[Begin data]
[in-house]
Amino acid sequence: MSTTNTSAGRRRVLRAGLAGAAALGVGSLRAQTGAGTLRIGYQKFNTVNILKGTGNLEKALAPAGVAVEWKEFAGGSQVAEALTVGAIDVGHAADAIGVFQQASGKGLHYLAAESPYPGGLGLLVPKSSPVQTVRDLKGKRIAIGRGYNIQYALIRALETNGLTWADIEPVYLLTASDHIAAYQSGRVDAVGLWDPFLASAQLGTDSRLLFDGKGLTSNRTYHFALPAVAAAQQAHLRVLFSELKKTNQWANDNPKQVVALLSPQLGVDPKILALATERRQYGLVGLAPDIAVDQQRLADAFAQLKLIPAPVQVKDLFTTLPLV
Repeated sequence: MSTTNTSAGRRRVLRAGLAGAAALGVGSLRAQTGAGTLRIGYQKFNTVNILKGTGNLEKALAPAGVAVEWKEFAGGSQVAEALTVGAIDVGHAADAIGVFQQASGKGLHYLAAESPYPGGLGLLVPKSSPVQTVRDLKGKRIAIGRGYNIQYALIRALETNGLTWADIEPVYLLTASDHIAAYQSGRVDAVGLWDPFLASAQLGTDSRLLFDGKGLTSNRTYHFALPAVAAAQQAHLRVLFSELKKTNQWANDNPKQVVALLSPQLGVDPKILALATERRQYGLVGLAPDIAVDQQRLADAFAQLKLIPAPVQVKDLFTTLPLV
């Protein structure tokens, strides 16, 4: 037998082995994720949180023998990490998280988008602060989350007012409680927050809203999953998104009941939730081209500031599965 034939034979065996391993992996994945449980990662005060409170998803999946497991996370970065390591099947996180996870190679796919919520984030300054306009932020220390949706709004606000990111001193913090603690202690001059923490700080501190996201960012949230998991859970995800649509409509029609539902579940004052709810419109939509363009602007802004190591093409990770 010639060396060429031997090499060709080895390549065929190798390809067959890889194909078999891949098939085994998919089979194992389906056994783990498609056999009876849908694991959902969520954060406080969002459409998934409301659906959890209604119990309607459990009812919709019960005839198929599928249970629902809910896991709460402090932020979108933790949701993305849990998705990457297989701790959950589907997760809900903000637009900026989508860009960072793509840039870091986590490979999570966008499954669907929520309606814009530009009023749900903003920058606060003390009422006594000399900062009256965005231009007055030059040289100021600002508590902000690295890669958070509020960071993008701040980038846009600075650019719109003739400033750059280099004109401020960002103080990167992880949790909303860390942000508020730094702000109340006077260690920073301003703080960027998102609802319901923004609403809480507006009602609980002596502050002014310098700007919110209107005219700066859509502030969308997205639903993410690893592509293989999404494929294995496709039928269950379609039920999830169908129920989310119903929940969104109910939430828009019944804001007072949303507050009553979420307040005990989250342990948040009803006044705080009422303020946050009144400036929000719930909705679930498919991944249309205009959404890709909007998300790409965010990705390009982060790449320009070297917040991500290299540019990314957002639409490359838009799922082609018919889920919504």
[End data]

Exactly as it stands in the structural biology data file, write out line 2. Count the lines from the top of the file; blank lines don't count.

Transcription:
Amino acid sequence: MSTTNTSAGRRRVLRAGLAGAAALGVGSLRAQTGAGTLRIGYQKFNTVNILKGTGNLEKALAPAGVAVEWKEFAGGSQVAEALTVGAIDVGHAADAIGVFQQASGKGLHYLAAESPYPGGLGLLVPKSSPVQTVRDLKGKRIAIGRGYNIQYALIRALETNGLTWADIEPVYLLTASDHIAAYQSGRVDAVGLWDPFLASAQLGTDSRLLFDGKGLTSNRTYHFALPAVAAAQQAHLRVLFSELKKTNQWANDNPKQVVALLSPQLGVDPKILALATERRQYGLVGLAPDIAVDQQRLADAFAQLKLIPAPVQVKDLFTTLPLV